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      • Bulgarian
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      • Bulgaria
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      • Bulgaria

    • Join Date: Sep 2007
    • Posts: 5,000
    #1

    a few connotations of "dim"

    Dear teachers,

    Would you be kind enough to revise the following sentences?

    The old hopes have grown pale, the old fears dim.

    dim (v) = obscure

    I have most dim apprehensions of the four great monarchies.

    dim (adj.) = vague; obscure; faint

    I personally had rather a dim war.

    dim = dull

    Bukovsky said he took a dim view of the way the West was pursuing detente.

    dim = skeptical; pessimistic

    detente= the easing of tensions or strained relations (especially between nations)

    The mirror is too close to our eyes, and our own breath dims it.

    dim = obscure (make indistinct = not clearly defined or easy to perceive or understand)

    Its quaint houses are dimmed to memory by the fresher recollections of that beautiful river.

    dim to memory = turn pale; slip of the memory

    The reading-lamp was so dim that you could hardly read.

    dim (adj.) = lacking in light; not bright or harsh

    Their eyes wandered over the dim landscape.

    Then they saw a dim island in a infinite dark sea.

    dim island = hardly discernible island

    Their eyes were dim with tears.

    They saw the dim outline of buildings.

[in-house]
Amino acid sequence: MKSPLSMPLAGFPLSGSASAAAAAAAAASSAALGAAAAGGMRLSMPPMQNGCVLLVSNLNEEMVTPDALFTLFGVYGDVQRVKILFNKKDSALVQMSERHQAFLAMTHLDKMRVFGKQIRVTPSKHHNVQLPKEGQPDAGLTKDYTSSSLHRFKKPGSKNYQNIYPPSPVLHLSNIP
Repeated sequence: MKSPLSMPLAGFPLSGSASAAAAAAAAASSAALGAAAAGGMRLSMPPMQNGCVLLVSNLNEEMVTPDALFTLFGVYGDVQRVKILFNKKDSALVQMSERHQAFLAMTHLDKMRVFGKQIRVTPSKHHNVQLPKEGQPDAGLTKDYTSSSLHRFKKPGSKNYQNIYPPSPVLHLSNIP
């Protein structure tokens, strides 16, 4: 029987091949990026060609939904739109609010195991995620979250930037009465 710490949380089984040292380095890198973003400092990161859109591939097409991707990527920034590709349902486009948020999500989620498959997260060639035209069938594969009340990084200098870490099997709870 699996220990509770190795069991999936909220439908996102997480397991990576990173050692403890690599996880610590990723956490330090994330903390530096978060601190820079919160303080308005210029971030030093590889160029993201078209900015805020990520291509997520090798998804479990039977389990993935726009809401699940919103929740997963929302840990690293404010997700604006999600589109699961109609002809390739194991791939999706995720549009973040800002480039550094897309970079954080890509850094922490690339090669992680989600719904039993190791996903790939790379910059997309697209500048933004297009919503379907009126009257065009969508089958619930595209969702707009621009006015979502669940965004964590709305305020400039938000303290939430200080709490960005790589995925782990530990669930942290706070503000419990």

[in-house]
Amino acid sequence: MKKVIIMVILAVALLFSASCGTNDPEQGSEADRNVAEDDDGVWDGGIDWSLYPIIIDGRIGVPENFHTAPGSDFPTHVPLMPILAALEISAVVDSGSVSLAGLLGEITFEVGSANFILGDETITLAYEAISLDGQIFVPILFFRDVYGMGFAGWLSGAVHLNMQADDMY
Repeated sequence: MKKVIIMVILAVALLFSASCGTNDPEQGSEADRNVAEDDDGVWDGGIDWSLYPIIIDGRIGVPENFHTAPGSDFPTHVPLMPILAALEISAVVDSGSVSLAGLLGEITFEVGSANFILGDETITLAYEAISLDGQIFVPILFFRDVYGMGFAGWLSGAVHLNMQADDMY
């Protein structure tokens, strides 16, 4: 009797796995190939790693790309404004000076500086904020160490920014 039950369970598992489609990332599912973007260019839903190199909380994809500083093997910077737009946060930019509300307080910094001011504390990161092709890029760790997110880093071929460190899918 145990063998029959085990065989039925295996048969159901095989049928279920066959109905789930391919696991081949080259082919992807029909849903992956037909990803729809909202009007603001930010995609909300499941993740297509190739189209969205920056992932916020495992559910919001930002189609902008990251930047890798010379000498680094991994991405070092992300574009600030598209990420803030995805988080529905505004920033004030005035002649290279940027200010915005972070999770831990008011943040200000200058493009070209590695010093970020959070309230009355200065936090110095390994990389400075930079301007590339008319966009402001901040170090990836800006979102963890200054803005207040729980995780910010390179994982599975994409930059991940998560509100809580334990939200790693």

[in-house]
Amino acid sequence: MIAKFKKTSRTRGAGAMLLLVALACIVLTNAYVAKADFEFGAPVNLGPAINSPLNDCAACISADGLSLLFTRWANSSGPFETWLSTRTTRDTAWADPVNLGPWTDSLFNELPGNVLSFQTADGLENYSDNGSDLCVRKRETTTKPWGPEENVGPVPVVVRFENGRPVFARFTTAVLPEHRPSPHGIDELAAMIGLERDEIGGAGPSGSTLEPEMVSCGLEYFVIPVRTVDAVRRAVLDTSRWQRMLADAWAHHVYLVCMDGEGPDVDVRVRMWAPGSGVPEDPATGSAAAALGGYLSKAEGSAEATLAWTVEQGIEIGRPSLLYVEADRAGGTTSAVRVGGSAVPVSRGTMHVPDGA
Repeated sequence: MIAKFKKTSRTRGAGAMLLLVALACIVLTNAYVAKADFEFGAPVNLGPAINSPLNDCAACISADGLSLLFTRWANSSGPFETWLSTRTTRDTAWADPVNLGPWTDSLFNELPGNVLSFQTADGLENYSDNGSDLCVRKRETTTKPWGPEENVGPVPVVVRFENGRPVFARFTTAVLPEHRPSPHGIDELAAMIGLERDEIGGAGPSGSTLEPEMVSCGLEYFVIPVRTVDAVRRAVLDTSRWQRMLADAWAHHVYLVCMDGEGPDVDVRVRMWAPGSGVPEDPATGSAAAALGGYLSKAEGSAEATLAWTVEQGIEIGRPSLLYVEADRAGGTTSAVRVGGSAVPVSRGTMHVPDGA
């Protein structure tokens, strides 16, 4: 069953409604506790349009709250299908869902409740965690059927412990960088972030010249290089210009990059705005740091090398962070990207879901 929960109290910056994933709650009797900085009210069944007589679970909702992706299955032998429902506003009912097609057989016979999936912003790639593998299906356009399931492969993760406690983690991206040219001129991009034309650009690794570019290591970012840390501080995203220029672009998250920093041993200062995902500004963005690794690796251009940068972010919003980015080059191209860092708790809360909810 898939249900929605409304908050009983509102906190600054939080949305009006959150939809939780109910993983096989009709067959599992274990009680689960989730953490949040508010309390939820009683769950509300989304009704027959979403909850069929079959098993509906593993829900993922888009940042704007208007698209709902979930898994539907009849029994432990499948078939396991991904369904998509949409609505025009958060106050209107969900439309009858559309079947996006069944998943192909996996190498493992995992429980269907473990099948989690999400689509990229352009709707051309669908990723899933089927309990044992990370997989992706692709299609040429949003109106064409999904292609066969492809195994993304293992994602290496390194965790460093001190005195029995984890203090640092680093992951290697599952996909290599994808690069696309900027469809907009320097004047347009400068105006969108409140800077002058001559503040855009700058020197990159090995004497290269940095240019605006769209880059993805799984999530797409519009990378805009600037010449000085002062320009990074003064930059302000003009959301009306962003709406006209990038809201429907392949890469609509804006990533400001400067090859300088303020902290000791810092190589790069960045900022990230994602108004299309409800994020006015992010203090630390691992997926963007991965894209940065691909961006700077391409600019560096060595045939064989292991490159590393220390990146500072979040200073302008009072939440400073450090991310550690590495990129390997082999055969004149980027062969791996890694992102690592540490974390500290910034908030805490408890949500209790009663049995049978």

They heard the dim roar of a great city.

    Their fears have grown dim.

    grow dim = dispel, dissipate

    dim roar = muted hubbub

    The light of a candle is dimmed by that of the sun.

    He is pretty dim.

    pretty dim = blockhead; dolt; bullhead

    This was a dim sort of joke.

    His eyesight is getting dim.

    Thank you for your efforts.

    Regards,

    V.


    • Join Date: Jul 2006
    • Posts: 2,886
    #2

    Re: a few connotations of "dim"

    Before I opened your thread, these collocations came flushing into my mind:

    dim view
    dim lights
    dim and distant past
    dim roar

    End of story.

    Would you be kind enough to revise the following sentences?
    Yes, this sounds more natural than that you used before (whether I am on the right track with my interpretation of...). That was too constrained and so unnatural.

    I do not see any problem with your sentences.

    The old hopes have grown pale, the old fears (have grown) dim.

    Can you see the symmetry? Dim is not a verb in the sentence, but a predicate adjective.

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